Anaesthetic agents are potentially dangerous drugs, and major patient complications can occur. If the patient is overdosed, death or major body organ damage can occur. Conversely, if the patient is under-dosed, patient awareness can occur. There is a narrow drug concentration “window” for both drug safety and anaesthetic efficacy, and the development of ways in which to monitor drug delivery concentration has been a major driver in anaesthetic agent safety research.
The Oxford invention has met this anaesthesia challenge by using modified statistical techniques to classify the physiological state of a human or animal subject. The classification monitors changes in the physiological state that occur over time either spontaneously or from external stimuli. Analysis of data obtained from anaesthetic trials has demonstrated the efficacy of the method for monitoring the depth of anaesthesia.
As well as using encephalograms the invention may be used advantageously with other forms of physiological data: electromyography to indicate muscle activity; analysis of images from magnetic resonance, computed tomography, X-ray and ultrasound; electrocardiography for blood pressure and blood oxygenation. The method also has many other applications including the monitoring of: consciousness, sleep, neuropathology, cerebral intoxication, cognitive state and muscle tremor.
David Eastham | alfa
Another reason to exercise: Burning bone fat -- a key to better bone health
19.05.2017 | University of North Carolina Health Care
Disrupted fat breakdown in the brain makes mice dumb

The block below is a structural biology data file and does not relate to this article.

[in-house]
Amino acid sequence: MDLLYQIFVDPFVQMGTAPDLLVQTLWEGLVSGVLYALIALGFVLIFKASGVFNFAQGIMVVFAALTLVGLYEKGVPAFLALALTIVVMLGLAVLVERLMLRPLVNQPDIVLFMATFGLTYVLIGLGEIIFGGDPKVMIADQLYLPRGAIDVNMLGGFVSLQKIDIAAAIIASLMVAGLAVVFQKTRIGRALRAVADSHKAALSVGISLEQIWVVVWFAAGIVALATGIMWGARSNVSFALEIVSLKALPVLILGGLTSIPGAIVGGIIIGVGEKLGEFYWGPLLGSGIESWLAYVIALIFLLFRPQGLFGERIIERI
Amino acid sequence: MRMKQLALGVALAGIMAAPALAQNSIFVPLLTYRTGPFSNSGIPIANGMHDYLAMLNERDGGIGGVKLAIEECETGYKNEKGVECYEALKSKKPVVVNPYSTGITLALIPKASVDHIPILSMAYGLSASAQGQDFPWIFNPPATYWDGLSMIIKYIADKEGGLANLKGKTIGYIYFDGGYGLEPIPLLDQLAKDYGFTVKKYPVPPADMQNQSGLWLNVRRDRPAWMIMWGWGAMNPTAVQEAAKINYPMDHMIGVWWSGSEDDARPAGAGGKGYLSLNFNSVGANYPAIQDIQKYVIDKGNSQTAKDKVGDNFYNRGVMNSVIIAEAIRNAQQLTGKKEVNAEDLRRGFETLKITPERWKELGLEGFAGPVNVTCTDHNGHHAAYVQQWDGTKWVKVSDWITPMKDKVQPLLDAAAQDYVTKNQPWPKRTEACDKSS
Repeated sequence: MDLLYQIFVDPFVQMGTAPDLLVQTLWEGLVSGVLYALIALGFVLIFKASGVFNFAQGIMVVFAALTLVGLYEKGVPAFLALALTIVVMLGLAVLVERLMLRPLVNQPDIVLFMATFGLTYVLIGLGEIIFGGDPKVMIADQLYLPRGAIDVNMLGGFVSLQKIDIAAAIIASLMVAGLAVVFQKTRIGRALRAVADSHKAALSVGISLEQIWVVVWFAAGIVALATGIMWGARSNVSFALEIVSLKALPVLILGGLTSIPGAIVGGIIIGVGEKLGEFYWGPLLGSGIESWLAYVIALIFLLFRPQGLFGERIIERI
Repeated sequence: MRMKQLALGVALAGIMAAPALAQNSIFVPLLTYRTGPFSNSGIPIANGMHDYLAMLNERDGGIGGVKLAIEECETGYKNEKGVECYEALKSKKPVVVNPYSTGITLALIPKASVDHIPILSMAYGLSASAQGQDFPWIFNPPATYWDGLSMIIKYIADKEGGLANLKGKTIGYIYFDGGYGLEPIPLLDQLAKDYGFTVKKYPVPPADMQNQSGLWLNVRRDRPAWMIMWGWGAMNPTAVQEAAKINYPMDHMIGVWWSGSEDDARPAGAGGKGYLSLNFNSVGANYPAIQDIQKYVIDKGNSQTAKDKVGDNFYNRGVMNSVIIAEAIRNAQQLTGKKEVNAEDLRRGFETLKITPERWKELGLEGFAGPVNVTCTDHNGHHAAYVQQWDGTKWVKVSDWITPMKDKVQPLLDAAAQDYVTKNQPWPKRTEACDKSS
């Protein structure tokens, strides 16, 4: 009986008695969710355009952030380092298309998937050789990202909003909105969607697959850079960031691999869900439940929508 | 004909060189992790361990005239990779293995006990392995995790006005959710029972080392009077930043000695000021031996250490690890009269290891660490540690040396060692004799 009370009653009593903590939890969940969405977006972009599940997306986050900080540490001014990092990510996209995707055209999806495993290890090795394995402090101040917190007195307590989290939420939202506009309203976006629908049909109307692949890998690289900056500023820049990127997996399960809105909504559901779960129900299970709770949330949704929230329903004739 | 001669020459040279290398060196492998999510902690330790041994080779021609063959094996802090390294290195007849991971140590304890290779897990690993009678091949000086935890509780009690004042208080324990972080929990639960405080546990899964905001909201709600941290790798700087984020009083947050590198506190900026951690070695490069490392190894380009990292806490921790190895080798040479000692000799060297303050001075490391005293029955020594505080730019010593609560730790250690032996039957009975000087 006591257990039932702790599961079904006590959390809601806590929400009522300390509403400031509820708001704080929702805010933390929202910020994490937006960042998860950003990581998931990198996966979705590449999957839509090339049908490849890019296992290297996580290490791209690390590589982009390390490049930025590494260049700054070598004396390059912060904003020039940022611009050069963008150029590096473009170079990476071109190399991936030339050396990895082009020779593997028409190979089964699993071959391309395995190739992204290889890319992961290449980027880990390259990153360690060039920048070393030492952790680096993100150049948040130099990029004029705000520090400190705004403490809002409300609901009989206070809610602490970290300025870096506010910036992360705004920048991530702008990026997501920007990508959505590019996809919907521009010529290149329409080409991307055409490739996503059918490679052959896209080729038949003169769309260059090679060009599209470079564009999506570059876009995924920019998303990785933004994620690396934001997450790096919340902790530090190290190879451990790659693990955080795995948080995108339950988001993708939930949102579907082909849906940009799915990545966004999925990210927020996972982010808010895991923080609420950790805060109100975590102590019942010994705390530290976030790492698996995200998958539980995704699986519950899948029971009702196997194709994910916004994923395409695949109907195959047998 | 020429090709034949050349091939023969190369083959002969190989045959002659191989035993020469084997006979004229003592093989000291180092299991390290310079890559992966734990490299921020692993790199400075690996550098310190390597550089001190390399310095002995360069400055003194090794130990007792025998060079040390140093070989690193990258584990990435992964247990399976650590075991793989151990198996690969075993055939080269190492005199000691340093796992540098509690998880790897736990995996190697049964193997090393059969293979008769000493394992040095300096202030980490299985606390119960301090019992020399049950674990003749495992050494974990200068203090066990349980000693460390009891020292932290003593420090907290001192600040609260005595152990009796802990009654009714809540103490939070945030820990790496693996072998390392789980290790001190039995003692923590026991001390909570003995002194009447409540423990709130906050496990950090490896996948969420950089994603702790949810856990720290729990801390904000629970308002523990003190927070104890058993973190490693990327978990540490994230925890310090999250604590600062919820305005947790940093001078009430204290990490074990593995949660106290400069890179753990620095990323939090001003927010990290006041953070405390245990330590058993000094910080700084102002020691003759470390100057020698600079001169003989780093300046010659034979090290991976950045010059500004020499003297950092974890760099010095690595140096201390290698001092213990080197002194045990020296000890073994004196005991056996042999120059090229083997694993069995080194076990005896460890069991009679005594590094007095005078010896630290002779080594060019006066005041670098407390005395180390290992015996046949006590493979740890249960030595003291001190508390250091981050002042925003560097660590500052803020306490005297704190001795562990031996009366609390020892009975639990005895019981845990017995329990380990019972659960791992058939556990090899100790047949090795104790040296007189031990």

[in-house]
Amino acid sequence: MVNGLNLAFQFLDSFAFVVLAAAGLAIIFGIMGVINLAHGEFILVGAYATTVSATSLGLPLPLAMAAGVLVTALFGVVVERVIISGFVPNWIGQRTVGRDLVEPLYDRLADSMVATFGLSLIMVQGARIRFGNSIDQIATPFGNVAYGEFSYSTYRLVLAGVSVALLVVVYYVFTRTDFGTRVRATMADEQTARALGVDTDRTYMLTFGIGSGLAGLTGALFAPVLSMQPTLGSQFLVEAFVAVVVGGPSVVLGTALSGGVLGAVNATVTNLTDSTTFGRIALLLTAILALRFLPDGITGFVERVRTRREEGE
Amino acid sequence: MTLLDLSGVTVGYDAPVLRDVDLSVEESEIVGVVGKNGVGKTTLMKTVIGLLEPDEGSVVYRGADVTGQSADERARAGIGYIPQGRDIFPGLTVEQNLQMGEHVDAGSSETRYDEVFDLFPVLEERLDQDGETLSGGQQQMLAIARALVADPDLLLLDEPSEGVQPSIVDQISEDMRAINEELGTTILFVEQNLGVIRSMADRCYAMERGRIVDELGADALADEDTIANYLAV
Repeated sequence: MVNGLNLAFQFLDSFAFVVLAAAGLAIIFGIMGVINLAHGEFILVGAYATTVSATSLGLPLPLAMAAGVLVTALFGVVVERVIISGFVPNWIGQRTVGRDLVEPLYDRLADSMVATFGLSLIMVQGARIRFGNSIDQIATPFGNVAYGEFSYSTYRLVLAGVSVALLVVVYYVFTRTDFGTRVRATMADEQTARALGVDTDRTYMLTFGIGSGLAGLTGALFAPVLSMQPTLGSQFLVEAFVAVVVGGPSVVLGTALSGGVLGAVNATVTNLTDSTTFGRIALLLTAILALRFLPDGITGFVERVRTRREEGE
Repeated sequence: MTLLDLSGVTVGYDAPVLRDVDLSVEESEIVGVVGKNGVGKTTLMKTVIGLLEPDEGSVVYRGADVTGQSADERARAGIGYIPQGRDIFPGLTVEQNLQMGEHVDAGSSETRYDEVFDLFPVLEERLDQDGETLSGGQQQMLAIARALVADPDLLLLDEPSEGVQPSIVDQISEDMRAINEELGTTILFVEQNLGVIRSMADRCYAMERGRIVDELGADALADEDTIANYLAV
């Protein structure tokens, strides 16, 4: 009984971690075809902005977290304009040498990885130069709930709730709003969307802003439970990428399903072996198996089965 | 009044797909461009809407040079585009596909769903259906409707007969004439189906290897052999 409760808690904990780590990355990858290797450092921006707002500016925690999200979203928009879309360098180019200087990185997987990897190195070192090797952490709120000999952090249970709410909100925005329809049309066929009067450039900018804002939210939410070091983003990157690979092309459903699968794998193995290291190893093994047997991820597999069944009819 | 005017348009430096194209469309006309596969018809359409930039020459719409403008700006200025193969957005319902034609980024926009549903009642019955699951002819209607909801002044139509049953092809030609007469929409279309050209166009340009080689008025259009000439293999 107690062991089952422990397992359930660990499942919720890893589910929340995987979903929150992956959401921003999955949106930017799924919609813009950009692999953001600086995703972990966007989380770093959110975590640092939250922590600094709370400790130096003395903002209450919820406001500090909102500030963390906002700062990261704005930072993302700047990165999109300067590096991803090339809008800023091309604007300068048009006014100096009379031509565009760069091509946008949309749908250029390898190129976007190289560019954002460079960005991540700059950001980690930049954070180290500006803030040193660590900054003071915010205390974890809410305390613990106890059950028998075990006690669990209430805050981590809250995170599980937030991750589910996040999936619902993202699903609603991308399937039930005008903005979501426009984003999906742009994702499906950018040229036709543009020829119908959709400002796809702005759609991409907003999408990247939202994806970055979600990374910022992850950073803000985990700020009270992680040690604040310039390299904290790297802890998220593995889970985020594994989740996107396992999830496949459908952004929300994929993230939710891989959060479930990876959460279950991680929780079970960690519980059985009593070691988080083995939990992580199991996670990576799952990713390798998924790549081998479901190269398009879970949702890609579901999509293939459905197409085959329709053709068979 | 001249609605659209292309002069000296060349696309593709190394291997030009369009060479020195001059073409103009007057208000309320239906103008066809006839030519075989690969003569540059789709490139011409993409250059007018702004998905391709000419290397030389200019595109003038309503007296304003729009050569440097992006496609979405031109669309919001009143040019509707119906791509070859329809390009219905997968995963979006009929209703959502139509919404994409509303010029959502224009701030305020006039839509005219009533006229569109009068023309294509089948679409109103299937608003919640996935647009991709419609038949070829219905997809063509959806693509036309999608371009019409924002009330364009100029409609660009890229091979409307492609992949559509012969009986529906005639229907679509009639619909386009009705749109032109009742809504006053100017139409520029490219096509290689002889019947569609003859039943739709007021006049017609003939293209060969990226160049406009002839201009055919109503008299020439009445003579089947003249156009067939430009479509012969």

19.05.2017 | Rheinische Friedrich-Wilhelms-Universität Bonn
Two-dimensional magnetic structures are regarded as a promising material for new types of data storage, since the magnetic properties of individual molecular building blocks can be investigated and modified. For the first time, researchers have now produced a wafer-thin ferrimagnet, in which molecules with different magnetic centers arrange themselves on a gold surface to form a checkerboard pattern. Scientists at the Swiss Nanoscience Institute at the University of Basel and the Paul Scherrer Institute published their findings in the journal Nature Communications.
Ferrimagnets are composed of two centers which are magnetized at different strengths and point in opposing directions. Two-dimensional, quasi-flat ferrimagnets...
An Australian-Chinese research team has created the world's thinnest hologram, paving the way towards the integration of 3D holography into everyday...
In the race to produce a quantum computer, a number of projects are seeking a way to create quantum bits -- or qubits -- that are stable, meaning they are not much affected by changes in their environment. This normally needs highly nonlinear non-dissipative elements capable of functioning at very low temperatures.
In pursuit of this goal, researchers at EPFL's Laboratory of Photonics and Quantum Measurements LPQM (STI/SB), have investigated a nonlinear graphene-based...
Dental plaque and the viscous brown slime in drainpipes are two familiar examples of bacterial biofilms. Removing such bacterial depositions from surfaces is...
For the first time, scientists have succeeded in studying the strength of hydrogen bonds in a single molecule using an atomic force microscope. Researchers from the University of Basel’s Swiss Nanoscience Institute network have reported the results in the journal Science Advances.
Hydrogen is the most common element in the universe and is an integral part of almost all organic compounds. Molecules and sections of macromolecules are...
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